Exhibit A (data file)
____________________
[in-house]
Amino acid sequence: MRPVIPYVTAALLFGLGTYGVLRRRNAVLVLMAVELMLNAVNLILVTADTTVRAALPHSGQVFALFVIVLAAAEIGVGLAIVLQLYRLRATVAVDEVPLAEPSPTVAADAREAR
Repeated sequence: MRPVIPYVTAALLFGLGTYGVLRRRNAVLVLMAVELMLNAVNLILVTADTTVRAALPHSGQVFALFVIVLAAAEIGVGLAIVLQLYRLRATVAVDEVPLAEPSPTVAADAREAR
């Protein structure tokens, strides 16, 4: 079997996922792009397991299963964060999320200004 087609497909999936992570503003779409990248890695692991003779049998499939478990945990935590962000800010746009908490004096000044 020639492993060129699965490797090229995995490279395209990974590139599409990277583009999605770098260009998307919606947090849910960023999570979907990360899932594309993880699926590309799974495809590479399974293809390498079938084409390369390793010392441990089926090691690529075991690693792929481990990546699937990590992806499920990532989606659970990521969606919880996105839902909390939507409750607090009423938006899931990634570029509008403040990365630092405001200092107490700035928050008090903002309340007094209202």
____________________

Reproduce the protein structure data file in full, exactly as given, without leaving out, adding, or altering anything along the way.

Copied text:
[in-house]
Amino acid sequence: MRPVIPYVTAALLFGLGTYGVLRRRNAVLVLMAVELMLNAVNLILVTADTTVRAALPHSGQVFALFVIVLAAAEIGVGLAIVLQLYRLRATVAVDEVPLAEPSPTVAADAREAR
Repeated sequence: MRPVIPYVTAALLFGLGTYGVLRRRNAVLVLMAVELMLNAVNLILVTADTTVRAALPHSGQVFALFVIVLAAAEIGVGLAIVLQLYRLRATVAVDEVPLAEPSPTVAADAREAR
């Protein structure tokens, strides 16, 4: 079997996922792009397991299963964060999320200004 087609497909999936992570503003779409990248890695692991003779049998499939478990945990935590962000800010746009908490004096000044 020639492993060129699965490797090229995995490279395209990974590139599409990277583009999605770098260009998307919606947090849910960023999570979907990360899932594309993880699926590309799974495809590479399974293809390498079938084409390369390793010392441990089926090691690529075991690693792929481990990546699937990590992806499920990532989606659970990521969606919880996105839902909390939507409750607090009423938006899931990634570029509008403040990365630092405001200092107490700035928050008090903002309340007094209202």